Progressive Retinal Atrophy (PRA) is an inherited disease in which the eyes are genetically programmed to go blind. Unfortunately, Berger Des Pyrenees are a bit more likely than other dogs to have this condition. PRA is not painful, but also not curable. In dogs with the bad gene, early symptoms such as night blindness or dilated pupils generally begin around three to five years of age. A genetic test is available for this condition.
Collie Eye Anomaly
Collie eye anomaly is a genetically linked disease that causes abnormal development of the eye in Berger Des Pyrenees. In severe cases, the disease can lead to blindness. Unfortunately, there is no treatment. It is important to have a thorough eye examination prior to breeding.
Taking Care of Your Berger Des Pyrenees at Home
Much of what you can do to keep your dog happy and healthy is common sense, just like it is for people. Watch her diet, make sure she gets plenty of exercise, regularly brush her teeth and coat, and call us or a pet emergency hospital when something seems unusual (see “What to Watch For” below). Be sure to adhere to the schedule of examinations and vaccinations that we recommend for her. This is when we’ll give her the necessary “check-ups” and test for diseases and conditions that are common in Pyrenean Shepherds. Another very important step in caring for your pet is signing up for pet health insurance. There will certainly be medical tests and procedures she will need throughout her life and pet health insurance will help you cover those costs.
Routine Care, Diet, and Exercise
Build her routine care into your schedule to help your Pyr Shep live longer, stay healthier, and be happier during her lifetime. We cannot overemphasize the importance of a proper diet and exercise routine.
Supervise your pet as you would a toddler. Keep doors closed, pick up after yourself, and block off rooms as necessary. This will keep her out of trouble and away from objects she shouldn’t put in her mouth.
Brush her coat weekly, and don’t do much else. The hair over the rump tends to form cords; this is ok even in the show ring. Don’t forget to trim her double rear dewclaws!
Berger Des Pyrenees generally have good teeth, and you can keep them perfect by brushing them at least twice a week!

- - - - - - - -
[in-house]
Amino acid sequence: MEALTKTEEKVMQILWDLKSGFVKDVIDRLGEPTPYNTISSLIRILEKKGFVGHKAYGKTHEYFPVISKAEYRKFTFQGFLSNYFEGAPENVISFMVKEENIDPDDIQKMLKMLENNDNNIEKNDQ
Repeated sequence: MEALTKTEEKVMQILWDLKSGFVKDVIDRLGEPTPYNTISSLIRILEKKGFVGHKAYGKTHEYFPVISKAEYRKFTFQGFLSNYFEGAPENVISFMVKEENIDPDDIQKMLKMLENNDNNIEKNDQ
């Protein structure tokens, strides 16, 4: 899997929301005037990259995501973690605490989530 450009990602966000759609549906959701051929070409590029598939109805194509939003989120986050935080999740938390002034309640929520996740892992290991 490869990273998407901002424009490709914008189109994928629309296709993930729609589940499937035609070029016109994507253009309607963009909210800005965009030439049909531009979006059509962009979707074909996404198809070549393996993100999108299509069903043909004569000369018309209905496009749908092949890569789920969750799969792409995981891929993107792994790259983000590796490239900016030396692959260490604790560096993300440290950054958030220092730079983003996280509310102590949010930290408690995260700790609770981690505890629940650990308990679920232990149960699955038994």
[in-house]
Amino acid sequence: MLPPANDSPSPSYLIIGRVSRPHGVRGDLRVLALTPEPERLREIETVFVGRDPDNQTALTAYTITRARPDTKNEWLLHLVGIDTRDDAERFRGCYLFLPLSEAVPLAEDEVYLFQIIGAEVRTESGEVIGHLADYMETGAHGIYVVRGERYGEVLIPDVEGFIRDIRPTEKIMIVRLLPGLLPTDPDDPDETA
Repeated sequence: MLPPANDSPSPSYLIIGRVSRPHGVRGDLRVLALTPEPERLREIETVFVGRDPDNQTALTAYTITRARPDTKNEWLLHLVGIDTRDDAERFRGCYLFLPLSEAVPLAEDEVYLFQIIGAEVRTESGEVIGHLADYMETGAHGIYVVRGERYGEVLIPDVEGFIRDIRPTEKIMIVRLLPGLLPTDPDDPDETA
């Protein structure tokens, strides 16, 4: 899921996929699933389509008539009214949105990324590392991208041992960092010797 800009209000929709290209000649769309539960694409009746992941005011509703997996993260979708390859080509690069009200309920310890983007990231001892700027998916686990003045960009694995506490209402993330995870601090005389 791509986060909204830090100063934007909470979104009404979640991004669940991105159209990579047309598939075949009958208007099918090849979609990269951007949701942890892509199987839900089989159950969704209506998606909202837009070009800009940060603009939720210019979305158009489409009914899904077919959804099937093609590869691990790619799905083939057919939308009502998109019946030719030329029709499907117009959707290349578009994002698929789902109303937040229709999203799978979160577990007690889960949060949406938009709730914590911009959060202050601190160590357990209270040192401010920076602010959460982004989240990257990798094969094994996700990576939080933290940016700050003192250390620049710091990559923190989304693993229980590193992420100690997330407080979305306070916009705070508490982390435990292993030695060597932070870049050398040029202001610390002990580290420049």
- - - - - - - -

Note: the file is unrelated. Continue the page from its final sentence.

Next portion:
Clean her ears weekly, even as a puppy. Don’t worry—we’ll show you how!
Naturally a bit wary, she’s distrustful of strangers; bond her to children early to trigger protective behaviors.
Keep your dog’s diet consistent and don’t give her people food.
Feed a high-quality diet appropriate for her age.
Exercise your dog regularly, but don’t overdo it at first.
What to Watch For
Any abnormal symptom could be a sign of serious disease, or it could just be a minor or temporary problem. The important thing is to be able to tell when to seek veterinary help, and how urgently. Many diseases cause dogs to have a characteristic combination of symptoms, which together can be a clear signal that your Berger Des Pyrenees needs help.
Give us a call for an appointment if you notice any of these types of signs:
Change in appetite or water consumption
Tartar build-up, bad breath, red gums, or broken teeth
Itchy skin (scratching, chewing or licking), hair loss
Lethargy, mental dullness, or excessive sleeping
Fearfulness, aggression, or other behavioral changes
Seek medical care immediately if you notice any of these types of signs:
Scratching or shaking the head, tender ears, or ear discharge
Inability or straining to urinate; discolored urine
Cloudiness, redness, itching, or any other abnormality involving the eyes
Leg stiffness, reluctance to rise, sit, use stairs, run, jump, or “bunny hopping”
Fatigue during exercise, coughing, or shortness of breath
Any abnormal shaking, trembling, or excessive involuntary tremors
Partners in Health Care
DNA testing is a rapidly advancing field with new tests constantly emerging to help in the diagnosis of inherited diseases before they can become a problem for your friend. For the most up-to-date information on DNA and other screening tests available for your pal, visit www.Genesis4Pets.com.
Your Pyrenean Shepherd counts on you to take good care of her, and we look forward to working with you to ensure that she lives a long and healthy life. Our goal is to provide the best health care possible: health care that’s based on her breed, lifestyle, and age. Please contact us when you have questions or concerns.
Bell JS, Cavanagh KE, Tilley LP, Smith FW. Veterinary medical guide to dog and cat breeds. Jackson, Wyoming. Teton New Media; 2012.
Breed Specific Health Concerns [Internet]. American Kennel Club Canine Health Foundation, Inc. [cited 2013 Apr 11]. Available from: http:/www.akcchf.org/canine-health/breed-specific-concerns/?breed=pyrenean-shepherd
Ref 6 Citation [cited 2013 Apr 11]. Available from: http:/www.pyrshepclub.com/health.html